Berlinerisch dialect

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Konsum-Genossenschaft, watercolor by Heinrich Zille, 1924

Berlinerisch or Berlinisch is a dialect of Berlin Brandenburgish German spoken in Berlin and the surrounding metropolitan area. It originates from a Mark Brandenburgish variant. However, several phrases in Berlinisch are typical for and unique to the city, indicating the manifold origins of immigrants, among them the Huguenots from France.


The area of Berlin was one of the first to abandon East Low German as a written language (in the 16th century) and later also as a spoken language. This was the first dialect of Standard German with definite High German roots but a Low German substratum apparently formed. (Berlinerisch may therefore be considered an early Missingsch.) Only recently has this new dialect expanded into the surroundings which until then used East Low German.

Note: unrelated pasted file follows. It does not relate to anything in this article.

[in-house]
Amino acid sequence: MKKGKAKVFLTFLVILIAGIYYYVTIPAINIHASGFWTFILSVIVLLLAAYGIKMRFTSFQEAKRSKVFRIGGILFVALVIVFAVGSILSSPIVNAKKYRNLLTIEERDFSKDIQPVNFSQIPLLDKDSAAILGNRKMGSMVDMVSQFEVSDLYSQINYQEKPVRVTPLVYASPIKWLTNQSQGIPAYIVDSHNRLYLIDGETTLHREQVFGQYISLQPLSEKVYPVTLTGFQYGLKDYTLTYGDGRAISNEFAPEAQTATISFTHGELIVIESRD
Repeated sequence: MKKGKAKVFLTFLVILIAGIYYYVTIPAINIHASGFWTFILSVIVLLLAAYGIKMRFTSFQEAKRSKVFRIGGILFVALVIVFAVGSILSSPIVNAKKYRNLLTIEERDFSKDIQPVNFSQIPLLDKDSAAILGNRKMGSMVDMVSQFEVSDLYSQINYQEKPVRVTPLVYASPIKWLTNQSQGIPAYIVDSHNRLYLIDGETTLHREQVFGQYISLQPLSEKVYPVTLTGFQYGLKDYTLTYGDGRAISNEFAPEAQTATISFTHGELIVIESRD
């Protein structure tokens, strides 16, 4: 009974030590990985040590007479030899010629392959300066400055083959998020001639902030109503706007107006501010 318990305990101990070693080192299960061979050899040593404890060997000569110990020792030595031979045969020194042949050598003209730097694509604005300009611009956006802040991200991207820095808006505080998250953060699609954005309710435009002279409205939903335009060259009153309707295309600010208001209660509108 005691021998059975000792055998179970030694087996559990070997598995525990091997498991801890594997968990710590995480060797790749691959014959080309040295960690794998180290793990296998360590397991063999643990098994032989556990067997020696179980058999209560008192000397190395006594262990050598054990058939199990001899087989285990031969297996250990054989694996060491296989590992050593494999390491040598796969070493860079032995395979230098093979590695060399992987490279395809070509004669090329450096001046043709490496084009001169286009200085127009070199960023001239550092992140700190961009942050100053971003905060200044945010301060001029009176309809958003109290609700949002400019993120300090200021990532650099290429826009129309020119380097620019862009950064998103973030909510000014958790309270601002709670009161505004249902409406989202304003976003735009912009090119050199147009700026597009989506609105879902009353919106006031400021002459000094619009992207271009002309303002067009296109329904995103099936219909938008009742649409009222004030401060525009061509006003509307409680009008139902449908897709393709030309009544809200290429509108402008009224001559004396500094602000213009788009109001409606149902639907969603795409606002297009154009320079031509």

Berlinisch grammar contains some notable differences from that of standard German. For instance, the accusative case and dative case are not distinguished. Similarly, conjunctions that are distinguished in standard German are not in Berlinisch. For example, in standard German, wenn (when) is used for conditional, theoretical, or consistent events and wann (when) is used for an events currently occurring or questions. There is no difference between the two in Berlinisch.[1]

Genitive forms are also replaced by prepositional accusative forms, some still with an inserted pronoun. For example dem sein Haus (the his house) rather than the standard sein Haus (his house). Plural forms often add an additional -s, regardless of the standard plural ending.[2]

Words ending in -ken are often written (colloquially) and pronounced as -sken.

See also[edit]


  1. ^ Icke, icke bin Berlina, wer mir haut, den hau ich wieda Wölke
  2. ^ Viertel-Dreiviertel-Verbreitungskarte

External links[edit]